The Psychology of Architecture
How do the insides of buildings influence the inside of our minds? Jonah Lehrer has some answers:
The psychologists, at the University of British Columbia, were interested in looking at how the color of interior walls influence the imagination. … When people took tests in the red condition – they were surrounded by walls the color of a stop sign – they were much better at skills that required accuracy and attention to detail, such as catching spelling mistakes or keeping random numbers in short-term memory. According to the scientists, this is because people automatically associate red with danger, which makes them more alert and aware. … In fact, subjects in the blue condition generated twice as many “creative outputs” as subjects in the red condition. That’s right: the color of a wall doubled our imaginative power.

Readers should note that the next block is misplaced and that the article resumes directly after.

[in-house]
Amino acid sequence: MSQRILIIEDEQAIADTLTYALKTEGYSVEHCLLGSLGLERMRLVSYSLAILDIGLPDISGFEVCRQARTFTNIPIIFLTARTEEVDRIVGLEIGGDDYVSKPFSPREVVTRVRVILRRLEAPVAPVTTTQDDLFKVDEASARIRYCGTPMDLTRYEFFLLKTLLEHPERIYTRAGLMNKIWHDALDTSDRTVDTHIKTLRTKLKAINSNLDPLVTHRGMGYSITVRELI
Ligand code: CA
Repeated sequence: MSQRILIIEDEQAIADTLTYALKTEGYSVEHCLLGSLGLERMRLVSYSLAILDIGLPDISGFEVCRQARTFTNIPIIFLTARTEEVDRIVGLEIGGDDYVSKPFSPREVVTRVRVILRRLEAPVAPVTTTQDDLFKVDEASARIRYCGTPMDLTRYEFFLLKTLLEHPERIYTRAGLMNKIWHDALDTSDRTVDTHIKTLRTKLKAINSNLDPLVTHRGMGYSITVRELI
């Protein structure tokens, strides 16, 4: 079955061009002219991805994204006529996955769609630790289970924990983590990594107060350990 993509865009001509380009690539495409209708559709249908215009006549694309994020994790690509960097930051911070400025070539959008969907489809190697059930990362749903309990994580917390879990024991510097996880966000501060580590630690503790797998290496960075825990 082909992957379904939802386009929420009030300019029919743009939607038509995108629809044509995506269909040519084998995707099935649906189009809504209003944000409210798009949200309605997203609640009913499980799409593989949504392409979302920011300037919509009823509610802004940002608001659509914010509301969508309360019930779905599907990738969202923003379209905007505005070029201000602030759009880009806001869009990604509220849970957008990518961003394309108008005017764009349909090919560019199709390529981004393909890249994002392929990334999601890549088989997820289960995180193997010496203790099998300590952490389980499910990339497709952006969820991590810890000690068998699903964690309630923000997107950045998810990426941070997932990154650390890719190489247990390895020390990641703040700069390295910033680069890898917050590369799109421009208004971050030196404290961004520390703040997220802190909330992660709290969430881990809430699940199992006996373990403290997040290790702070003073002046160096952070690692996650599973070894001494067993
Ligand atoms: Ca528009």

…when people are in a low-ceilinged room, they are much quicker at solving anagrams involving confinement, such as “bound,” “restrained” and “restricted.” In contrast, people in high-ceilinged rooms excel at puzzles in which the answer touches on the theme of freedom, such as “liberated” and “unlimited.” According to Levy, this is because airy spaces prime us to feel free.
Jonah Lehrer is the author of How We Decide and Proust Was a Neuroscientist .
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